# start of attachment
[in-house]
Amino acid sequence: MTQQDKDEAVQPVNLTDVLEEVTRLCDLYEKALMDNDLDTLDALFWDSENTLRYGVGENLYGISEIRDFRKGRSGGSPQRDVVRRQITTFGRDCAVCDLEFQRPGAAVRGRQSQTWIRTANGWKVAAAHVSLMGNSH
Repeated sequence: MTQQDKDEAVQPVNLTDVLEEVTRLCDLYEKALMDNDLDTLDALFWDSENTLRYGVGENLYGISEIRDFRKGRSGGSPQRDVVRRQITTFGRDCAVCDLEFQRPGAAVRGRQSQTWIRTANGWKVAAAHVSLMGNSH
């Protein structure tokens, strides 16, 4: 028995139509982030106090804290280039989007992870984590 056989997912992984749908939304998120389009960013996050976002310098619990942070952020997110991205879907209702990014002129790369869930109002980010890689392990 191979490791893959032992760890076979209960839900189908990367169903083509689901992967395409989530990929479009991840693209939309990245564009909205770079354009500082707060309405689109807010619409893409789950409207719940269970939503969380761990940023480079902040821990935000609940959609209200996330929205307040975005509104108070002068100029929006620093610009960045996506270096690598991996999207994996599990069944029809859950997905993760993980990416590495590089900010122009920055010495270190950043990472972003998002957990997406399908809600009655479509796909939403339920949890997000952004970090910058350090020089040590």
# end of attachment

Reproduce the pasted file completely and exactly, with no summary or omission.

[in-house]
Amino acid sequence: MTQQDKDEAVQPVNLTDVLEEVTRLCDLYEKALMDNDLDTLDALFWDSENTLRYGVGENLYGISEIRDFRKGRSGGSPQRDVVRRQITTFGRDCAVCDLEFQRPGAAVRGRQSQTWIRTANGWKVAAAHVSLMGNSH
Repeated sequence: MTQQDKDEAVQPVNLTDVLEEVTRLCDLYEKALMDNDLDTLDALFWDSENTLRYGVGENLYGISEIRDFRKGRSGGSPQRDVVRRQITTFGRDCAVCDLEFQRPGAAVRGRQSQTWIRTANGWKVAAAHVSLMGNSH
């Protein structure tokens, strides 16, 4: 028995139509982030106090804290280039989007992870984590 056989997912992984749908939304998120389009960013996050976002310098619990942070952020997110991205879907209702990014002129790369869930109002980010890689392990 191979490791893959032992760890076979209960839900189908990367169903083509689901992967395409989530990929479009991840693209939309990245564009909205770079354009500082707060309405689109807010619409893409789950409207719940269970939503969380761990940023480079902040821990935000609940959609209200996330929205307040975005509104108070002068100029929006620093610009960045996506270096690598991996999207994996599990069944029809859950997905993760993980990416590495590089900010122009920055010495270190950043990472972003998002957990997406399908809600009655479509796909939403339920949890997000952004970090910058350090020089040590």